Shack Life, 2003
Stephen Chambers RA (b. 1960)
RA Collection: Art
Shack Life is based on a memory of a shot from the film Pirosmani (dir. Georgi Shengelaia, 1971), about the primitive Georgian painter Niko Pirosmani. In the words of the artist ‘it’s a very beautifully-made film, and full of the truth about making art, which is very rare’. The print shows Pirosmani (identifiable by his large hat) in an interior (possibly the shop he owns), bare but for a table and light. A window looks out onto a house behind.
Chambers has made hundreds of prints, the majority of which are monotypes (see for example the 2005 suite of prints on Venetian subjects which resulted in his exhibition 'The Martyrdom of St Ursula' at the Flowers gallery. This print is an etching with chine collé attached (overlaid sheets of paper). There are twenty prints in the edition (Chambers rarely makes prints in editions of more than twenty-five), although this is an artist’s proof.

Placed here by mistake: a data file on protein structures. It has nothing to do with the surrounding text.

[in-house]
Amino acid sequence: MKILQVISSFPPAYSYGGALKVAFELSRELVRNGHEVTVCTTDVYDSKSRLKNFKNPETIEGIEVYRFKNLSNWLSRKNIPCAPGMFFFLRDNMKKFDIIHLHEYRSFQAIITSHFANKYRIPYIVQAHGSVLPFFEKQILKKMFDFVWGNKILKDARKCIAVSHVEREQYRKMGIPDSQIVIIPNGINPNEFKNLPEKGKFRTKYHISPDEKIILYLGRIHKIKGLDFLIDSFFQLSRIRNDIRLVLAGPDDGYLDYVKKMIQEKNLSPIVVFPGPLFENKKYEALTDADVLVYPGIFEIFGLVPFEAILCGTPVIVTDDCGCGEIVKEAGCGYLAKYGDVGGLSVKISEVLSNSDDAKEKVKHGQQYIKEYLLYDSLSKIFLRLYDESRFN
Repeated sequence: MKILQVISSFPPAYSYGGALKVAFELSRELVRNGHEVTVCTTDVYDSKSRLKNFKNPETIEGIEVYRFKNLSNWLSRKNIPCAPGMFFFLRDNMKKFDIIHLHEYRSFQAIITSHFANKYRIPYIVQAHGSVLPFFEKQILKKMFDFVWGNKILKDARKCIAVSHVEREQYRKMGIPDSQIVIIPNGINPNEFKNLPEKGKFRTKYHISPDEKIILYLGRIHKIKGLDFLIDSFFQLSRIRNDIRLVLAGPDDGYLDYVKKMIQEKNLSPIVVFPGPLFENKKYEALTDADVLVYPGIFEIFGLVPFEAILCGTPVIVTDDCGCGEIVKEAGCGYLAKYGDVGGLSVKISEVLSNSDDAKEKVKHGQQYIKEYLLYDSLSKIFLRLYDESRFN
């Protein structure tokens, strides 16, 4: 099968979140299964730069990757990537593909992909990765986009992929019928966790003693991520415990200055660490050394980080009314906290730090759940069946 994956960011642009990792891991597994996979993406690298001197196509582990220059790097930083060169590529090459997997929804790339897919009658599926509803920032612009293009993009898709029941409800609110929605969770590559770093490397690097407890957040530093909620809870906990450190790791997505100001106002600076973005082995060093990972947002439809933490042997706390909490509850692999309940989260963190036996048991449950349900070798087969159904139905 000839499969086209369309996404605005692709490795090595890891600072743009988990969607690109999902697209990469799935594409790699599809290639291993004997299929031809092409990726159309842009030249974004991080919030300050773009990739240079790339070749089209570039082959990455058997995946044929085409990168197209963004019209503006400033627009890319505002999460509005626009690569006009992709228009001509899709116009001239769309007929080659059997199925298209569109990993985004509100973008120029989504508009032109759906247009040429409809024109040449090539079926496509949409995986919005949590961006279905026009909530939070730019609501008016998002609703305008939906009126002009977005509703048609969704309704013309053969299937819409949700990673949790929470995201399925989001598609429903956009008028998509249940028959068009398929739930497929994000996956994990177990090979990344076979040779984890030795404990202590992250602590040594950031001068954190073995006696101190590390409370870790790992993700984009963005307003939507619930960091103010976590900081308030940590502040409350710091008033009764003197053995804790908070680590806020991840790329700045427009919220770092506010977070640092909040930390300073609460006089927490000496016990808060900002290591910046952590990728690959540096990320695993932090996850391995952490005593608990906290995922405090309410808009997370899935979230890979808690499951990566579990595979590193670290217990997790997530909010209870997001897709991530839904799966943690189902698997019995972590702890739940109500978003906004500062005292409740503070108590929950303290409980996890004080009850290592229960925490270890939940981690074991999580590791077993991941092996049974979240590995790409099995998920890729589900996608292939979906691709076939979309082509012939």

Shack Life was submitted by Chambers as his Diploma Work in 2007, along with three other prints which he presented to the Academy. One of these, The Demonstrator (also 2003) is, like Shack Life, an etching of a single figure in a bare, box-like room. In 2008 Shack Life was shown in two exhibitions of Chambers’ prints, in the Friends’ Room of the RA and in the art gallery of Northumbria University.
Chambers has noted similarities between his etching and painting—in both cases he maintains a figure and background opposition rather than layering and accumulating his surfaces.
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